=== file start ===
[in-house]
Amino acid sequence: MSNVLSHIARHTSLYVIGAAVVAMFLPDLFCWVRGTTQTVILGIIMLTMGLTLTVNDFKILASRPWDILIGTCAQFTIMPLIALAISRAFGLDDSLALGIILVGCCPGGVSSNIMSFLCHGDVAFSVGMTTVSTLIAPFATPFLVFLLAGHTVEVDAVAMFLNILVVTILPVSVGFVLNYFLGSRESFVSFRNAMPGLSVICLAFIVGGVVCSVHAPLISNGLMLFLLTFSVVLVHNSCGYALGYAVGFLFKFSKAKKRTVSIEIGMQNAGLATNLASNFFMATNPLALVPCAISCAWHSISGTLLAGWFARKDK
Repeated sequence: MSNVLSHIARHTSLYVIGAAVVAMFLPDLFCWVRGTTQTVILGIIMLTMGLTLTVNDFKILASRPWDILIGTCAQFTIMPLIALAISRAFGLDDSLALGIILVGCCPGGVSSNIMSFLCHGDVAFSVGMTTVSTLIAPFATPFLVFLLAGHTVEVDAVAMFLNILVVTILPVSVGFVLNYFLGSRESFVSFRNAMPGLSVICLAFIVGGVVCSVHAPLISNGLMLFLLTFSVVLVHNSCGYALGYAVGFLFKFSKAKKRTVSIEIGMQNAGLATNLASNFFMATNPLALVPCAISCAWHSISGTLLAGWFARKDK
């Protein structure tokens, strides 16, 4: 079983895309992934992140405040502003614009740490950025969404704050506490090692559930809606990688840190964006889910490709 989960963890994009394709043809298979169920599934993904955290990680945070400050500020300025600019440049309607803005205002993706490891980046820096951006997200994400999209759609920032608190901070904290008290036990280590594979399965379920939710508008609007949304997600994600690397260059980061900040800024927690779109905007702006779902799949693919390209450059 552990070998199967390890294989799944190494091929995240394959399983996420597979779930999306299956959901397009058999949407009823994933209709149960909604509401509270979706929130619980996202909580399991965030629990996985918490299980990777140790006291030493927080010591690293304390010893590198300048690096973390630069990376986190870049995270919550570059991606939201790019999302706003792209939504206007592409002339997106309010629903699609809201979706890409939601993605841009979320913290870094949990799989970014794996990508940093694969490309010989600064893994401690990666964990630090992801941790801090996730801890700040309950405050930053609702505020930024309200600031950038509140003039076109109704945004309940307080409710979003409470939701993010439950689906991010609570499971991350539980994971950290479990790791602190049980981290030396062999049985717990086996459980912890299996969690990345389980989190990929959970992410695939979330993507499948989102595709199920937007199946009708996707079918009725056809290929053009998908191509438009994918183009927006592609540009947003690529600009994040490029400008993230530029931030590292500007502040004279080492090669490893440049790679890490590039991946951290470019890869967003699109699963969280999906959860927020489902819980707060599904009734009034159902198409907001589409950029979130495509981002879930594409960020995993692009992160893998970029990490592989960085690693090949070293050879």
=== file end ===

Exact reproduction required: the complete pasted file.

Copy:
[in-house]
Amino acid sequence: MSNVLSHIARHTSLYVIGAAVVAMFLPDLFCWVRGTTQTVILGIIMLTMGLTLTVNDFKILASRPWDILIGTCAQFTIMPLIALAISRAFGLDDSLALGIILVGCCPGGVSSNIMSFLCHGDVAFSVGMTTVSTLIAPFATPFLVFLLAGHTVEVDAVAMFLNILVVTILPVSVGFVLNYFLGSRESFVSFRNAMPGLSVICLAFIVGGVVCSVHAPLISNGLMLFLLTFSVVLVHNSCGYALGYAVGFLFKFSKAKKRTVSIEIGMQNAGLATNLASNFFMATNPLALVPCAISCAWHSISGTLLAGWFARKDK
Repeated sequence: MSNVLSHIARHTSLYVIGAAVVAMFLPDLFCWVRGTTQTVILGIIMLTMGLTLTVNDFKILASRPWDILIGTCAQFTIMPLIALAISRAFGLDDSLALGIILVGCCPGGVSSNIMSFLCHGDVAFSVGMTTVSTLIAPFATPFLVFLLAGHTVEVDAVAMFLNILVVTILPVSVGFVLNYFLGSRESFVSFRNAMPGLSVICLAFIVGGVVCSVHAPLISNGLMLFLLTFSVVLVHNSCGYALGYAVGFLFKFSKAKKRTVSIEIGMQNAGLATNLASNFFMATNPLALVPCAISCAWHSISGTLLAGWFARKDK
């Protein structure tokens, strides 16, 4: 079983895309992934992140405040502003614009740490950025969404704050506490090692559930809606990688840190964006889910490709 989960963890994009394709043809298979169920599934993904955290990680945070400050500020300025600019440049309607803005205002993706490891980046820096951006997200994400999209759609920032608190901070904290008290036990280590594979399965379920939710508008609007949304997600994600690397260059980061900040800024927690779109905007702006779902799949693919390209450059 552990070998199967390890294989799944190494091929995240394959399983996420597979779930999306299956959901397009058999949407009823994933209709149960909604509401509270979706929130619980996202909580399991965030629990996985918490299980990777140790006291030493927080010591690293304390010893590198300048690096973390630069990376986190870049995270919550570059991606939201790019999302706003792209939504206007592409002339997106309010629903699609809201979706890409939601993605841009979320913290870094949990799989970014794996990508940093694969490309010989600064893994401690990666964990630090992801941790801090996730801890700040309950405050930053609702505020930024309200600031950038509140003039076109109704945004309940307080409710979003409470939701993010439950689906991010609570499971991350539980994971950290479990790791602190049980981290030396062999049985717990086996459980912890299996969690990345389980989190990929959970992410695939979330993507499948989102595709199920937007199946009708996707079918009725056809290929053009998908191509438009994918183009927006592609540009947003690529600009994040490029400008993230530029931030590292500007502040004279080492090669490893440049790679890490590039991946951290470019890869967003699109699963969280999906959860927020489902819980707060599904009734009034159902198409907001589409950029979130495509981002879930594409960020995993692009992160893998970029990490592989960085690693090949070293050879």